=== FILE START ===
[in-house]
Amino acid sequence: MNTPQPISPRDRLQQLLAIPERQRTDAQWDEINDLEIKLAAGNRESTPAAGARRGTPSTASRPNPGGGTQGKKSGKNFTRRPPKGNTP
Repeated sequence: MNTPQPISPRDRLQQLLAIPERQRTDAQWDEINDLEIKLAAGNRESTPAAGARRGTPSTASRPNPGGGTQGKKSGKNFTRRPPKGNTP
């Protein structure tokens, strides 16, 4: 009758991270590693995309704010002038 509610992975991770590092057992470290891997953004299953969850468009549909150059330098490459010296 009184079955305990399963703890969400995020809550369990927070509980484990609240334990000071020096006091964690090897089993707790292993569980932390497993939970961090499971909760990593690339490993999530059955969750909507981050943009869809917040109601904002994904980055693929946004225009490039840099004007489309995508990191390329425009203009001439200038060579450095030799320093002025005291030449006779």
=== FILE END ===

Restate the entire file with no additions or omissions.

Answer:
[in-house]
Amino acid sequence: MNTPQPISPRDRLQQLLAIPERQRTDAQWDEINDLEIKLAAGNRESTPAAGARRGTPSTASRPNPGGGTQGKKSGKNFTRRPPKGNTP
Repeated sequence: MNTPQPISPRDRLQQLLAIPERQRTDAQWDEINDLEIKLAAGNRESTPAAGARRGTPSTASRPNPGGGTQGKKSGKNFTRRPPKGNTP
């Protein structure tokens, strides 16, 4: 009758991270590693995309704010002038 509610992975991770590092057992470290891997953004299953969850468009549909150059330098490459010296 009184079955305990399963703890969400995020809550369990927070509980484990609240334990000071020096006091964690090897089993707790292993569980932390497993939970961090499971909760990593690339490993999530059955969750909507981050943009869809917040109601904002994904980055693929946004225009490039840099004007489309995508990191390329425009203009001439200038060579450095030799320093002025005291030449006779």